Wednesday, April 23, 2014

What I DON'T LIKE about teaching at the Tutorial Center

I love teaching at Cornerstone Tutorial Center, but there is one problem with it: There isn't enough time to do all the fun things I want to do with the kids! I only get them for 80 minutes per class, one day a week (160 minutes for Biology). I know we are only supposed to supplement what they are learning elsewhere, but I feel cheated!

For instance, yesterday, we did a project in composition class from the Always Write website called, A Tale of Two Cities. It was so much fun; but, we had to quit before we were finished. The object of the exercise is to learn how to write and punctuate complex sentences, as well as improve vocabulary. The way it works is this:

1. We read the introductory sentence to A Tale of Two Cities (which is a paragraph long!) and discuss the use of antonyms and commas in the piece.

2. The kids then had to come up with six of their own antonym pairs for their own writing project.

3. They had to find words in the thesaurus to replace their 10 cent words with 50 cent words (ones that they were not familiar with).

4. We discussed how to connect sentences with conjunctions.

5. Then the students had to take their six pairs and write a paragraph that ended with "In short" as in our sample piece of literature.

Since we didn't get it finished in class, I asked them to finish it at home. I hope to showcase some of them on here when I get them.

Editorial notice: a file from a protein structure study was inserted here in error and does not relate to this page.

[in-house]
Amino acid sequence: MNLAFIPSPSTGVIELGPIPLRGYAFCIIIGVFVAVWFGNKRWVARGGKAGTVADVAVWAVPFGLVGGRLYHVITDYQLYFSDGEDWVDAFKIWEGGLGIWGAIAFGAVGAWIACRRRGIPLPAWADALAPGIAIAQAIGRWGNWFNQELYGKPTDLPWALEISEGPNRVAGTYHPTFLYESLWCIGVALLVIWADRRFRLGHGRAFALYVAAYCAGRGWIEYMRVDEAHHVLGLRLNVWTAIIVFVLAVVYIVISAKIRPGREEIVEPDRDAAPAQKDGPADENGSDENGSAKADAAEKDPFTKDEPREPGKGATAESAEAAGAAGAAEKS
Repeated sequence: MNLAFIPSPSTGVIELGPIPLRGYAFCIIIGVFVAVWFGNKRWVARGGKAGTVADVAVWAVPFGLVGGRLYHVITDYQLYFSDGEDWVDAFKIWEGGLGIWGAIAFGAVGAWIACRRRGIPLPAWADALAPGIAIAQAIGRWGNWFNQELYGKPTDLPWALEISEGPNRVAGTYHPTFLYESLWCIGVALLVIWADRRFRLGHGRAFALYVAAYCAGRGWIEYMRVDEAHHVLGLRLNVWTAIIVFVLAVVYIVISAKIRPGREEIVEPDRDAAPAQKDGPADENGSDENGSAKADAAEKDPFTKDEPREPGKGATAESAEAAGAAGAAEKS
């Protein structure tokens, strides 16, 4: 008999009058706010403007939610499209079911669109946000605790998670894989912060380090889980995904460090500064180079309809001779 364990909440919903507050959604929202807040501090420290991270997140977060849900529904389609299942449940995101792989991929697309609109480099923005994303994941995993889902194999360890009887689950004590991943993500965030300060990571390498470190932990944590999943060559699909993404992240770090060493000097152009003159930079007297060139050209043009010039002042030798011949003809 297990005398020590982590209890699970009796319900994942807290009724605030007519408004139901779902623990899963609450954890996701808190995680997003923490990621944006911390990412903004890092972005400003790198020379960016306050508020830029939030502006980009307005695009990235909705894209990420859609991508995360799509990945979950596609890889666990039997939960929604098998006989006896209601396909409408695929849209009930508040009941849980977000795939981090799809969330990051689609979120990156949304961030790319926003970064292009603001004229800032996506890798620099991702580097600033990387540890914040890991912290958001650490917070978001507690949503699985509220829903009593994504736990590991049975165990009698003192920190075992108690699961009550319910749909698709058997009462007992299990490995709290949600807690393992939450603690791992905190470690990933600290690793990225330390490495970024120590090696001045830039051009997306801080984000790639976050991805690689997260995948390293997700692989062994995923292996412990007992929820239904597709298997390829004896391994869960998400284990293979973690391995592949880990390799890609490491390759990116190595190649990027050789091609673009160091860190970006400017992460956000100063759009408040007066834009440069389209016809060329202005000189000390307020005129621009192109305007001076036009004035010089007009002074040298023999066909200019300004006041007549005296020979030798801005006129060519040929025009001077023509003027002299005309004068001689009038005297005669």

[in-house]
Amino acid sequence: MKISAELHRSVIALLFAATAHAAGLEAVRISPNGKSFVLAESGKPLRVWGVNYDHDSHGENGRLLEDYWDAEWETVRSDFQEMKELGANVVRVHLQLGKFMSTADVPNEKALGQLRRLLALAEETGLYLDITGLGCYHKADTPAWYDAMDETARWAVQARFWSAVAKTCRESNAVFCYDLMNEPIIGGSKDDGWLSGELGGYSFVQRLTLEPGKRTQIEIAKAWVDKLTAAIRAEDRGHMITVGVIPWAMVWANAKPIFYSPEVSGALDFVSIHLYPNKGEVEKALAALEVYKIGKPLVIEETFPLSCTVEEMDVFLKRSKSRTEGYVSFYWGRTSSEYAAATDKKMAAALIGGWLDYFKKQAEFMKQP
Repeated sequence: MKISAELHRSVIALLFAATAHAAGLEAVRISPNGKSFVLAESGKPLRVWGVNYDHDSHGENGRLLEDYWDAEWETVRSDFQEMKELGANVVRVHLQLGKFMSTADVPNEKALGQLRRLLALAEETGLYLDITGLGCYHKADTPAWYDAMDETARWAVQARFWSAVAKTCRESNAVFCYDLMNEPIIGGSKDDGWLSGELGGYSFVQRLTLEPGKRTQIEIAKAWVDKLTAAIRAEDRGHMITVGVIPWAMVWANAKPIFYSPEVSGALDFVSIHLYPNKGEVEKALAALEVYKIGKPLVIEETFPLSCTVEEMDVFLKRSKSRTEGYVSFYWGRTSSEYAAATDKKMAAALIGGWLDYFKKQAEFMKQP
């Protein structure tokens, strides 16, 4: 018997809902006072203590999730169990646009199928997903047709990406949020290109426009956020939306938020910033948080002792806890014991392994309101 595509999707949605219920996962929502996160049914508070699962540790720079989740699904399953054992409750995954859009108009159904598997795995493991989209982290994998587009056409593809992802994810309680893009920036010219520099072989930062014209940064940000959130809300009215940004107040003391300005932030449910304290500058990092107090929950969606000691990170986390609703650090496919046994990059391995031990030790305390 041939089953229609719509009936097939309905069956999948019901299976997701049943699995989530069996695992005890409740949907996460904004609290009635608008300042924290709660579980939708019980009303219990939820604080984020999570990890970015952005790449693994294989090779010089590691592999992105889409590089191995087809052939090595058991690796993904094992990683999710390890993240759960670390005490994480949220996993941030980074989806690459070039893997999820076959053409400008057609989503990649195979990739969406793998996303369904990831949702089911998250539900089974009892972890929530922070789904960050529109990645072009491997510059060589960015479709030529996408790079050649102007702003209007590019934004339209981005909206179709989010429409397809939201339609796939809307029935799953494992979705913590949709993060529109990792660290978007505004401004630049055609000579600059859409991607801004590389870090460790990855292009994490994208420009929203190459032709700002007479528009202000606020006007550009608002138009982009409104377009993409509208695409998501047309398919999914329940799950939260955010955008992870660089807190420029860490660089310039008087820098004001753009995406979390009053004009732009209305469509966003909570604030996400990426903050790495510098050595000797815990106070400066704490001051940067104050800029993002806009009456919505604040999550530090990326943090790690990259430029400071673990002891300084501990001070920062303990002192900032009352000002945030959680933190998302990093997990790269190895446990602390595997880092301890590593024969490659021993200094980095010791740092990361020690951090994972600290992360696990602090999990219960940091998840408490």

The creator of the lesson plan, Corbett Harrison, strongly suggested that the teacher complete one as well. I did, and here is my prose of the day in 30 minutes or less! Not Dickens, but it sure was fun!

Sunday, April 20, 2014

Somerset by Leila Meacham

I just finished Somerset by Lelia Meacham and thoroughly enjoyed it. I had not read any other books by Meacham, but I will certainly be looking for them now.

This book is a family-saga set just before, during, and after the Civil War.  It follows three major families, the Tolivers, Dumonts and Warwicks, as they move from South Carolina to settle in Texas. Because it spans three generations, prepare yourself for some tears. Babies are born, children and parents die, marriages are made, and marriages are dissolved. Everything you expect in a family saga.

I enjoyed the book mainly because of the main character, Jessica Wyndham. We follow her from the day she is forced to marry Silas Toliver to the day she dies. She is the glue that holds everyone together, and the  hero of the story in my eyes.

If you enjoy family sagas and historical novels, you will enjoy this book. Now, I want to read Roses. Somerset is the prequel to Roses, but Roses was published first.

Thursday, April 10, 2014

Hearing Aids Part II

Today was my first day with my hearing aids. It took me about 20 minutes to read through the instructions, put the batteries in, and fit the correct dome for my ears. Then I turned them on. It takes a few seconds for the sound to begin to amplify, but once it did the fun began! The first thing I did was to go outside with my dog. Everything was louder - the door, the dog's bell, and the birds! I could hear a choir of birds chirping and tweeting. Although some of the noises were too loud, overall it was awesome!